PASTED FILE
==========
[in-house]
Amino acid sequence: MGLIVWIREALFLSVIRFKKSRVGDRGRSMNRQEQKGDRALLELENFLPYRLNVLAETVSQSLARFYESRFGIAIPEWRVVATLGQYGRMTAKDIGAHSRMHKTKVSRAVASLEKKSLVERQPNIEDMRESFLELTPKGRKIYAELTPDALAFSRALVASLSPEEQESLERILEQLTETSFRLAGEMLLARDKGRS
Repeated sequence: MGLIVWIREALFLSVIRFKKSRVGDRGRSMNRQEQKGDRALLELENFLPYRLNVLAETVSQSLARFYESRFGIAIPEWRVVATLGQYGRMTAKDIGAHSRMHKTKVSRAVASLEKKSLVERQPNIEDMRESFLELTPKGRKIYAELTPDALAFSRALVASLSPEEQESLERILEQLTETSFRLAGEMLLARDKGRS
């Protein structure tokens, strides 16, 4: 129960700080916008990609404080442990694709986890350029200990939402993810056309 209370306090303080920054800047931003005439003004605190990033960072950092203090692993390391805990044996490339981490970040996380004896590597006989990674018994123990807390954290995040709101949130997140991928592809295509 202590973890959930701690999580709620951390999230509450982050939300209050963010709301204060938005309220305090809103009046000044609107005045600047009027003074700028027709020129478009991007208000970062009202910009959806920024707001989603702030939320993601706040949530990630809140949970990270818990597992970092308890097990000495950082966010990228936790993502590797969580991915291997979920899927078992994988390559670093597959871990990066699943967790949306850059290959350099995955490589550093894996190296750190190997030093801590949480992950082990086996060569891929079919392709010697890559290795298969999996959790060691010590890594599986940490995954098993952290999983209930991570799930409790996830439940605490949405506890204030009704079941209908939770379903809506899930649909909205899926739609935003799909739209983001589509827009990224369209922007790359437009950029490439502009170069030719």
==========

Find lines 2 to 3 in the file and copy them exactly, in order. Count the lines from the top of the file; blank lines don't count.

Amino acid sequence: MGLIVWIREALFLSVIRFKKSRVGDRGRSMNRQEQKGDRALLELENFLPYRLNVLAETVSQSLARFYESRFGIAIPEWRVVATLGQYGRMTAKDIGAHSRMHKTKVSRAVASLEKKSLVERQPNIEDMRESFLELTPKGRKIYAELTPDALAFSRALVASLSPEEQESLERILEQLTETSFRLAGEMLLARDKGRS
Repeated sequence: MGLIVWIREALFLSVIRFKKSRVGDRGRSMNRQEQKGDRALLELENFLPYRLNVLAETVSQSLARFYESRFGIAIPEWRVVATLGQYGRMTAKDIGAHSRMHKTKVSRAVASLEKKSLVERQPNIEDMRESFLELTPKGRKIYAELTPDALAFSRALVASLSPEEQESLERILEQLTETSFRLAGEMLLARDKGRS